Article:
Wednesday, January 8, 2014

Violence and alcohol: Who would have thought?

As much as we might like to pretend that it is not the case, men are violent. It’s in our nature. Fortunately, nature does not always have the final word on the matter. For the most part, at least in our personal interactions, we manage to keep our violent tendencies on a leash. We are able to restrict ourselves to verbal warfare and other kinds of one-up-man-ship. We provide ourselves with various sporting and competitive outlets. Or the occasional war. All socially acceptable ways of channelling our violence, it seems.

Unfortunately, there are at least two things that undermine our capacity to control our violence; and these usually go together. They are: alcohol and the tribe. Alcohol removes our inhibitions (there’s a startling revelation for you). Not surprisingly, then, when you grease a verbal confrontation between two men with a little alcohol, physical violence will almost always follow.

Although some violence is private, much of it is public and serves a social role. Men, like most animals, seek to establish a strong position within the tribe and to gain the fear and respect of other members of the tribe. Violence within the tribe serves to establish the hierarchy. Violence between two men from different tribes not only serves to establish a hierarchy of tribes, but also to build up a man’s prestige and status within his own tribe. It is not surprising, then, that when groups of people (tribes) are out drinking on a Friday or Saturday night violence frequently erupts between the men. Can any of us actually, genuinely, be surprised by this? Disapproving, yes. But surprised? Caught unawares? Surely not. Given the mixture of men, alcohol and tribalism it would be astonishing if violence were not to erupt.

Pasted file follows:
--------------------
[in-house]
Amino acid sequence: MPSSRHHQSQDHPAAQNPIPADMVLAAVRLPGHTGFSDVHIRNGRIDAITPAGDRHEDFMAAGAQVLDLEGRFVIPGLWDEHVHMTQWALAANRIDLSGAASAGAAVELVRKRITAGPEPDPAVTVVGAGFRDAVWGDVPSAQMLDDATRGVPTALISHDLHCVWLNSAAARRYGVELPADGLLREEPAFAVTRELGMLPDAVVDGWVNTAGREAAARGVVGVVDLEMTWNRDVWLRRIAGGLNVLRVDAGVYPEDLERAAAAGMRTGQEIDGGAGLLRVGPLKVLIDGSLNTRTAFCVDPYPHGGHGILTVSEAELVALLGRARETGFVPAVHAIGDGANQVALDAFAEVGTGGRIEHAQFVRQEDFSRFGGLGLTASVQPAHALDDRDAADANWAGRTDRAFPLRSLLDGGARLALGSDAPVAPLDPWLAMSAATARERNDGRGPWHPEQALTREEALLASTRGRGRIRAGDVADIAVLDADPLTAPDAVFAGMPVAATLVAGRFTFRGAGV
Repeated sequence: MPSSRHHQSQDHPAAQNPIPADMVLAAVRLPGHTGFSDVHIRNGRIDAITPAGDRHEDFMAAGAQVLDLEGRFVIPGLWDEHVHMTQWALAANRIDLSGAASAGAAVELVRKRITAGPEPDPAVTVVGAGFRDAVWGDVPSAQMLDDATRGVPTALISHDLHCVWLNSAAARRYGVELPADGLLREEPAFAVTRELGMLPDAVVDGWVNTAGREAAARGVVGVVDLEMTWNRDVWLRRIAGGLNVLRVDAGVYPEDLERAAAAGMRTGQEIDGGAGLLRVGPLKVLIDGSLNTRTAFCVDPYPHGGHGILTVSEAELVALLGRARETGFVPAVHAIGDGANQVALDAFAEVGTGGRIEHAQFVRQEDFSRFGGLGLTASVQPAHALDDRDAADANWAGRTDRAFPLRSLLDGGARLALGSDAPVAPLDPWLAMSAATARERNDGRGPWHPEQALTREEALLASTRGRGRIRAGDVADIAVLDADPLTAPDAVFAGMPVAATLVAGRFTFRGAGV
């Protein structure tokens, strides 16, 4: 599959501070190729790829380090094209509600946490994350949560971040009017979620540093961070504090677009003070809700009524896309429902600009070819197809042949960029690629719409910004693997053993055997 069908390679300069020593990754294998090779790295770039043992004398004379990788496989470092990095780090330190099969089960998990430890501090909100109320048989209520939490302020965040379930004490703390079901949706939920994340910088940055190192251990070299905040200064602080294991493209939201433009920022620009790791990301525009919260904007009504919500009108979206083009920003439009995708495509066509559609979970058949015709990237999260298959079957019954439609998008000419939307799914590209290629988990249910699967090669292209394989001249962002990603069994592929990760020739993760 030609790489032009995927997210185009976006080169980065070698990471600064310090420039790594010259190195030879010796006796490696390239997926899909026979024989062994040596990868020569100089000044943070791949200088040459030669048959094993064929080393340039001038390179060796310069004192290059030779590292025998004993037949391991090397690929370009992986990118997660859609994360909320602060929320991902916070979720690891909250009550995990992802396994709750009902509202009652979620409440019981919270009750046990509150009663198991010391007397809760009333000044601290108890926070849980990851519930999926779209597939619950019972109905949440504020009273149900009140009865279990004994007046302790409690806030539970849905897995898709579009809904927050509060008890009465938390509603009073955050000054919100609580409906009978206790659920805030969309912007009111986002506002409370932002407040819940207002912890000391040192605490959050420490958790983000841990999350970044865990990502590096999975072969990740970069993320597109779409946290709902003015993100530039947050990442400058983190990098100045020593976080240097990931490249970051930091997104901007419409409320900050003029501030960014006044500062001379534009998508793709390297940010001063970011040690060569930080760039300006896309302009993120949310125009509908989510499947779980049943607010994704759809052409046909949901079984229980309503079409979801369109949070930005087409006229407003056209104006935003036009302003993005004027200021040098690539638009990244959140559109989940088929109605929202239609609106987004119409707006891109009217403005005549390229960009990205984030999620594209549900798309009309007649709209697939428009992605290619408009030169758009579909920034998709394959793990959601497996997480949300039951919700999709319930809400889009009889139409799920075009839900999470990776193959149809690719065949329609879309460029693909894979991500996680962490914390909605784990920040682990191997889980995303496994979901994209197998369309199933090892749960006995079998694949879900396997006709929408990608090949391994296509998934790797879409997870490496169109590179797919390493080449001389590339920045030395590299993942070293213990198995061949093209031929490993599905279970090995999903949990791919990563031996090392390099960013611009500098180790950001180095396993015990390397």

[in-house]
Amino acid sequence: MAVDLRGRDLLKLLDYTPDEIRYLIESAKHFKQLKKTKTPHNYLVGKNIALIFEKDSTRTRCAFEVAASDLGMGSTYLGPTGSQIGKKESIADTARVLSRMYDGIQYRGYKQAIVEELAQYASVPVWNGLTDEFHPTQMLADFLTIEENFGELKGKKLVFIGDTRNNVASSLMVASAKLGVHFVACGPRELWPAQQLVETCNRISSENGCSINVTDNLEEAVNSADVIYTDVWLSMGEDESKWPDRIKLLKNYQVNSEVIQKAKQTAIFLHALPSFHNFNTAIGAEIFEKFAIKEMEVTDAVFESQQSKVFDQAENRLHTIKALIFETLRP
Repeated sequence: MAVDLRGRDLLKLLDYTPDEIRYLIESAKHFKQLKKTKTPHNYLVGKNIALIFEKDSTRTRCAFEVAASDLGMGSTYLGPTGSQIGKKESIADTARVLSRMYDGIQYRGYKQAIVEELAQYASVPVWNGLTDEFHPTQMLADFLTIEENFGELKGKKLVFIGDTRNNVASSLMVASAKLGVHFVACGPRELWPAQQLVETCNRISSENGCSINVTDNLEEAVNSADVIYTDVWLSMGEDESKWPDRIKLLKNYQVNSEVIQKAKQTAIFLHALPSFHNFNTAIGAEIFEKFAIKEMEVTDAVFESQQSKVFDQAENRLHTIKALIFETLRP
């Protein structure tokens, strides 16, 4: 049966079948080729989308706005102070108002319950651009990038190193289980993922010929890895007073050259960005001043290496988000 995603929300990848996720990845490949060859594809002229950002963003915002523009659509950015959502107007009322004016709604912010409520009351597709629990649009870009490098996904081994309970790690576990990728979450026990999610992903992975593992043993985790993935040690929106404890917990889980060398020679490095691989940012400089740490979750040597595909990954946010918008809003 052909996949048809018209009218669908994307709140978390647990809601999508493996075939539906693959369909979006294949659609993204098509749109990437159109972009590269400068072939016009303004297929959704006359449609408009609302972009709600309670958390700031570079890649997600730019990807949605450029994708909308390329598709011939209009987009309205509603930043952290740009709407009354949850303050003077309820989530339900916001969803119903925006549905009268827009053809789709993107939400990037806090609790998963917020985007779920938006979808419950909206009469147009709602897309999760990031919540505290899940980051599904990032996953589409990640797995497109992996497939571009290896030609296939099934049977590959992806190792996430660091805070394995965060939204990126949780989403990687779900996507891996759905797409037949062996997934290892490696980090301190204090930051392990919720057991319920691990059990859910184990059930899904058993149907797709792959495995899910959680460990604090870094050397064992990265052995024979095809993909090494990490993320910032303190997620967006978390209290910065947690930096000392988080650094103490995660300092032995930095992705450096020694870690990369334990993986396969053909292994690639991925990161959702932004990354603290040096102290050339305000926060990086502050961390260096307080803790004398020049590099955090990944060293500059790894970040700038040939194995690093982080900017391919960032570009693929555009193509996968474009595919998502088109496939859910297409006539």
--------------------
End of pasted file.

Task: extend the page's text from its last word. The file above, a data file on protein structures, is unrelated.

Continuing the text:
There appears to be an increase in this kind of violence across Australia at the moment. Whether this is actually the case, or whether the apparent increase reflects a change in the policing and reporting of such events, is difficult to say. Either way, there is clearly a problem here. The social restraints which are normally operative break down in such situations. Alcohol is clearly an issue. Perhaps we will never change this, though, until the same television program that, before the commercial break is expressing its ‘sincere’ concern about such events, following the commercial break is showing images of people ‘having fun’ at New Years events, and of sporting teams ‘having fun’ while celebrating a victory. It’s not much use bemoaning such violence if, in the next breath, we are bragging about how pissed we were the other night. Because, despite all our protestations, getting pissed still seems to be a cool, ‘fun’ thing to do.

Australian society is experiencing something of a dissociative episode at the moment concerning this issue. On the one hand, we are rightly appalled by the violence that is occurring; on the other hand, we cannot yet shake the idea that to have fun means to get pissed. We continue to extol the virtues of drunkenness and show not only tolerance, but even fondness, for the drunken larrikin. Yet that same larrikin will be punching someone in a moment, and we will all be ‘surprised’ and appalled. In the next breath, though, I will be called a wowser for pointing out the problem. ‘They’re only having fun,’ I will be told.

In the end, I am quite happy to have finally found my role in life, that of an old, grumpy, antisocial killjoy.

1 comment:

  1. Good evening Philip. I'm the grumpy, antisocial killjoy representative from the UK. A quiet night in is so underrated isn't it.